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The Christophers: Finding God's Grace in the Sacraments

Fr. Ed Dougherty, M.M.


Thirteenth century Italian mystic Saint Angela of Foligno wrote, “Christ appeared not as a philosopher of many words or as one who disputed noisily…but in the utmost simplicity did He talk with men, showing them the way of truth in His life, His virtues, and His miracles.” These words point to a profound reality about the way in which Christ invites us into a relationship that is simple and seamless in how it blends into the rhythm of our lives, yet is also miraculous and transformative.

If we want to know what it must have been like to encounter Christ and to experience that gentle, merciful aspect of His character, if we want to respond to Christ’s invitation to understand God’s wisdom through the simplicity of a loving relationship with Him, we can partake in the sacraments of our faith. The best way to invite Christ into the rhythm of our lives is to immerse ourselves in the sacraments because that is where God’s grace is most readily available in this world.

In a piece she wrote for Loyola Press, entitled A Little Reminder on Why the Sacraments Are a Really Big Deal, award-winning writer Elizabeth Kelly says, “They have the power to bring heaven to earth, rip the veil between all things seen and unseen, and allow humanity and eternity to commingle in mysterious, yet palpable ways. Through the sacraments, heaven comes, not just to visit, but to live with us and in us. In the sacraments, we are graced.”

Sharing this reflection ahead of the ordination of her brother to the priesthood, Kelly was prompted by the realization that an indelible spiritual mark was about to be imprinted upon his soul. This sense of awe should surround our participation in all the sacraments, as each one truly does place its own unique and indelible mark upon our souls.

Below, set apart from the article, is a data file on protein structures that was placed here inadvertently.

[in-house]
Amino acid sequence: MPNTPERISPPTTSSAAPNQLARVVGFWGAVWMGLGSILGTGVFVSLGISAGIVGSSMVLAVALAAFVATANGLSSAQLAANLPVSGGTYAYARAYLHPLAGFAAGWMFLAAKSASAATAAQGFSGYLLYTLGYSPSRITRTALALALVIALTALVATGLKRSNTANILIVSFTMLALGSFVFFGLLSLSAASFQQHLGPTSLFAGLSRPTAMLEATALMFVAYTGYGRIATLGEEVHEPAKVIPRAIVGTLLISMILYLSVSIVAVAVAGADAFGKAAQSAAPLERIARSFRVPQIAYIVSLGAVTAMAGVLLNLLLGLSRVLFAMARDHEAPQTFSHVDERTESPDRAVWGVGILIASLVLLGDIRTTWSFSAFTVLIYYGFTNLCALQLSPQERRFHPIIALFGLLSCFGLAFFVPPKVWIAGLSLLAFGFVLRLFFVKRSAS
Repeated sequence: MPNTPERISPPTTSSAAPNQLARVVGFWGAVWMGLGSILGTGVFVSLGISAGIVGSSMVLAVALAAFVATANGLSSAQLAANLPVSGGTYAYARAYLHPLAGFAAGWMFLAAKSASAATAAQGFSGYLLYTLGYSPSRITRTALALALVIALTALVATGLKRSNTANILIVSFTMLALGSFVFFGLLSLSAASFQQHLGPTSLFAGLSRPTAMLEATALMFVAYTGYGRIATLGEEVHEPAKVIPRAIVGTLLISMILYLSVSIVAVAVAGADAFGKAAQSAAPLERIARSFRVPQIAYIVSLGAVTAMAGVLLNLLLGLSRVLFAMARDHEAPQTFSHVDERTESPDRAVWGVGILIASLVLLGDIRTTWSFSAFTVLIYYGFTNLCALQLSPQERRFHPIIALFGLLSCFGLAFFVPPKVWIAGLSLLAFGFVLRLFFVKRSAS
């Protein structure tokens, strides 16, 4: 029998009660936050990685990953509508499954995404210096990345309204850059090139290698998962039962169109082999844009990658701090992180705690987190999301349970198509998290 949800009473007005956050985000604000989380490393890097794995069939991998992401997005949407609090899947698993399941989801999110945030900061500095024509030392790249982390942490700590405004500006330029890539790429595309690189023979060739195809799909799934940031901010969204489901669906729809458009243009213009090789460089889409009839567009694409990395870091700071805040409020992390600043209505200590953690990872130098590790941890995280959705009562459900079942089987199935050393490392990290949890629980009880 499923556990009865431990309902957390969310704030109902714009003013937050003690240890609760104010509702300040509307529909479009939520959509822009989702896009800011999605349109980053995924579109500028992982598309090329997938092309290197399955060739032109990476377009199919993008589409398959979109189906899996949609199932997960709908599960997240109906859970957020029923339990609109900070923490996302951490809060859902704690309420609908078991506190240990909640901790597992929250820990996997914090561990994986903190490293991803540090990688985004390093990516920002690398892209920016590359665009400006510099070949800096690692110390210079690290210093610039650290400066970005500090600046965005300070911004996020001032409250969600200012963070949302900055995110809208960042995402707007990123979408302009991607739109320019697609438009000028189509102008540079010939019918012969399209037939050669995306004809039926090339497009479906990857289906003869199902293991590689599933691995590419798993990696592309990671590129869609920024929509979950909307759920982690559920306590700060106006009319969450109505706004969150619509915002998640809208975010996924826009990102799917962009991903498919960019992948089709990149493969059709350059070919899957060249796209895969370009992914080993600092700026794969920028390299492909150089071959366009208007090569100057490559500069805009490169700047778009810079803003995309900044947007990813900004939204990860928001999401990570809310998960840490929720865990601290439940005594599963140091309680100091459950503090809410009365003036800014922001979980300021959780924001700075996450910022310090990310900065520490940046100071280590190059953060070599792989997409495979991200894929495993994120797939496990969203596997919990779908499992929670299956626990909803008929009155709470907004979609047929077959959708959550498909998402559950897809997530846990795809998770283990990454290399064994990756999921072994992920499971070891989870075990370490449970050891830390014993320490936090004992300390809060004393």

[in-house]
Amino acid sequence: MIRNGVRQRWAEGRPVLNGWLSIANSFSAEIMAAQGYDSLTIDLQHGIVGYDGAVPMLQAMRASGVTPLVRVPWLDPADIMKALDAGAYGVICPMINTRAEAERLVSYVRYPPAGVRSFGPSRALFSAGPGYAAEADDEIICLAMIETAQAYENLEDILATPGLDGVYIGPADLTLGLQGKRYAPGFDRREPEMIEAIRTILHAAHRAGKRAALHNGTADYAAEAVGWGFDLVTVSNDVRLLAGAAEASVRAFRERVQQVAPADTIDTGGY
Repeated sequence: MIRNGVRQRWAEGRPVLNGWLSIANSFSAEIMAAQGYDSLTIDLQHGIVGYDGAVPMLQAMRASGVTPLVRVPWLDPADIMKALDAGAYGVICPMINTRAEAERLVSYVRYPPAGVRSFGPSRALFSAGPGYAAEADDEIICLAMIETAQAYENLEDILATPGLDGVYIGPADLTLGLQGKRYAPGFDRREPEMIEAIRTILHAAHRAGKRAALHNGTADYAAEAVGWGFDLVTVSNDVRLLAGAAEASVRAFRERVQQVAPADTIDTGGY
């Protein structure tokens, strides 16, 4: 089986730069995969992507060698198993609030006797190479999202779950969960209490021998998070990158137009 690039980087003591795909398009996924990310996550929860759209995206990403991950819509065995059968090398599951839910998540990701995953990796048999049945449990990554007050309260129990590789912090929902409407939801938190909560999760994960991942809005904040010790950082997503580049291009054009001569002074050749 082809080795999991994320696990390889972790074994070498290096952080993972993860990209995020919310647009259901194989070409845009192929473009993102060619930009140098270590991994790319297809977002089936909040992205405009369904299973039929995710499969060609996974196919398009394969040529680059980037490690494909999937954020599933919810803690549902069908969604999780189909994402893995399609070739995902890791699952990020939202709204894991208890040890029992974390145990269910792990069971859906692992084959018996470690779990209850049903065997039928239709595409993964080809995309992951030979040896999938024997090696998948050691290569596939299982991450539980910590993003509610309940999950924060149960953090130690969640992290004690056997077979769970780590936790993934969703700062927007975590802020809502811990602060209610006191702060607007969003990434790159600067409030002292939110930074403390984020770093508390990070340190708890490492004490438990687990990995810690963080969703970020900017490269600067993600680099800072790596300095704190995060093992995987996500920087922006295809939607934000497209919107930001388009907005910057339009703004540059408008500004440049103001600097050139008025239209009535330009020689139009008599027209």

Detailing the unifying yet varying purposes of the sacraments, Bishop Robert Barron writes: “All the sacraments have a deifying purpose: Baptism introduces the Divine Life into us. Confession restores it when it’s lost through sin. Confirmation strengthens it. Matrimony and Holy Orders give it vocational direction. Anointing of the Sick prepares us for the transition to our heavenly homeland. And the Eucharist is meant to Christify us.”

Looking at the nature of the sacraments in this way, we can see how they are the gift Christ has given to the Church to accompany us on our journey through life. For those of us who partake regularly in the sacraments, let’s set about to renew our zeal and sense of awe over this grace-filled aspect of our lives. And let’s also be sure to give witness through the love we have in our hearts so that others can discover or rediscover this tremendous wellspring of God’s grace. We should focus specifically on giving witness to the transcendent nature of the sacraments for the young people in our lives. As Elizabeth Kelly writes: “It is particularly important for us to teach children that sacraments are so much more than a ceremony to prepare for; they are God’s way of reaching down to us and offering us a lifelong gift – a gift of grace that gives us a glimpse of heaven and a taste of eternity.”

So, let’s recognize Christ alive today within the sacraments, and let’s meet Him there as often as possible and cultivate that profound relationship that blends into the rhythm of our lives and opens our hearts to the path of holiness.


For a free copy of the Christopher News Note FINDING HOPE IN CHRIST’S RESURRECTION, write: The Christophers, 5 Hanover Square, New York, NY 10004; or e-mail:

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